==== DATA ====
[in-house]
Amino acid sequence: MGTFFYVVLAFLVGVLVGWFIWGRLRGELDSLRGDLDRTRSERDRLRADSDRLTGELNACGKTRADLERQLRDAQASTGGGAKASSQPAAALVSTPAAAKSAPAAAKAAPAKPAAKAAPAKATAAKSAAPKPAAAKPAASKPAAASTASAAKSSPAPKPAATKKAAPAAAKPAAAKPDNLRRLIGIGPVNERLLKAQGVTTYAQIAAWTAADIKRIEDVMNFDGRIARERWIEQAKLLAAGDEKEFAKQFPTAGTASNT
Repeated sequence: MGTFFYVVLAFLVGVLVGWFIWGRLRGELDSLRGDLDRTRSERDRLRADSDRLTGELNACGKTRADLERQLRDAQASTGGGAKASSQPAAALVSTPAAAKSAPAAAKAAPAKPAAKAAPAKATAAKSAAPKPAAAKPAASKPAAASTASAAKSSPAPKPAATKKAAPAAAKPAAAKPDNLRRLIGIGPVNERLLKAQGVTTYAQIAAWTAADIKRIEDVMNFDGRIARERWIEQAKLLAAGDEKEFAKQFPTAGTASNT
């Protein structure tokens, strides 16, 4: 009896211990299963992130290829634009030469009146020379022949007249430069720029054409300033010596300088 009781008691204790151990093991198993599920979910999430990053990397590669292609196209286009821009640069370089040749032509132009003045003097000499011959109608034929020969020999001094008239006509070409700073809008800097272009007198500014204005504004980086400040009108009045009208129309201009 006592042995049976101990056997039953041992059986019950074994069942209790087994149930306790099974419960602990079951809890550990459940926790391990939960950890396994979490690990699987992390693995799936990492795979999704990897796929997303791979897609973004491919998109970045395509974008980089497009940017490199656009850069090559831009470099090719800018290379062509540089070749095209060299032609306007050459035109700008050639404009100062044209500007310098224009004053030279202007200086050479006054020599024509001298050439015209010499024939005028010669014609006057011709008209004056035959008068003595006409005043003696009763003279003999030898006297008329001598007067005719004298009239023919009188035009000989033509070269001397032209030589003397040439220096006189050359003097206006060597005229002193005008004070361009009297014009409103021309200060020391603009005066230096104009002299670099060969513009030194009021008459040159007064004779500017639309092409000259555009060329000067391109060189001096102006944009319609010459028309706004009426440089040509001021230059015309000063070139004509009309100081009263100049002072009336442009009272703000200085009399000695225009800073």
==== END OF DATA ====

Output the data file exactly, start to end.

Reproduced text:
[in-house]
Amino acid sequence: MGTFFYVVLAFLVGVLVGWFIWGRLRGELDSLRGDLDRTRSERDRLRADSDRLTGELNACGKTRADLERQLRDAQASTGGGAKASSQPAAALVSTPAAAKSAPAAAKAAPAKPAAKAAPAKATAAKSAAPKPAAAKPAASKPAAASTASAAKSSPAPKPAATKKAAPAAAKPAAAKPDNLRRLIGIGPVNERLLKAQGVTTYAQIAAWTAADIKRIEDVMNFDGRIARERWIEQAKLLAAGDEKEFAKQFPTAGTASNT
Repeated sequence: MGTFFYVVLAFLVGVLVGWFIWGRLRGELDSLRGDLDRTRSERDRLRADSDRLTGELNACGKTRADLERQLRDAQASTGGGAKASSQPAAALVSTPAAAKSAPAAAKAAPAKPAAKAAPAKATAAKSAAPKPAAAKPAASKPAAASTASAAKSSPAPKPAATKKAAPAAAKPAAAKPDNLRRLIGIGPVNERLLKAQGVTTYAQIAAWTAADIKRIEDVMNFDGRIARERWIEQAKLLAAGDEKEFAKQFPTAGTASNT
């Protein structure tokens, strides 16, 4: 009896211990299963992130290829634009030469009146020379022949007249430069720029054409300033010596300088 009781008691204790151990093991198993599920979910999430990053990397590669292609196209286009821009640069370089040749032509132009003045003097000499011959109608034929020969020999001094008239006509070409700073809008800097272009007198500014204005504004980086400040009108009045009208129309201009 006592042995049976101990056997039953041992059986019950074994069942209790087994149930306790099974419960602990079951809890550990459940926790391990939960950890396994979490690990699987992390693995799936990492795979999704990897796929997303791979897609973004491919998109970045395509974008980089497009940017490199656009850069090559831009470099090719800018290379062509540089070749095209060299032609306007050459035109700008050639404009100062044209500007310098224009004053030279202007200086050479006054020599024509001298050439015209010499024939005028010669014609006057011709008209004056035959008068003595006409005043003696009763003279003999030898006297008329001598007067005719004298009239023919009188035009000989033509070269001397032209030589003397040439220096006189050359003097206006060597005229002193005008004070361009009297014009409103021309200060020391603009005066230096104009002299670099060969513009030194009021008459040159007064004779500017639309092409000259555009060329000067391109060189001096102006944009319609010459028309706004009426440089040509001021230059015309000063070139004509009309100081009263100049002072009336442009009272703000200085009399000695225009800073």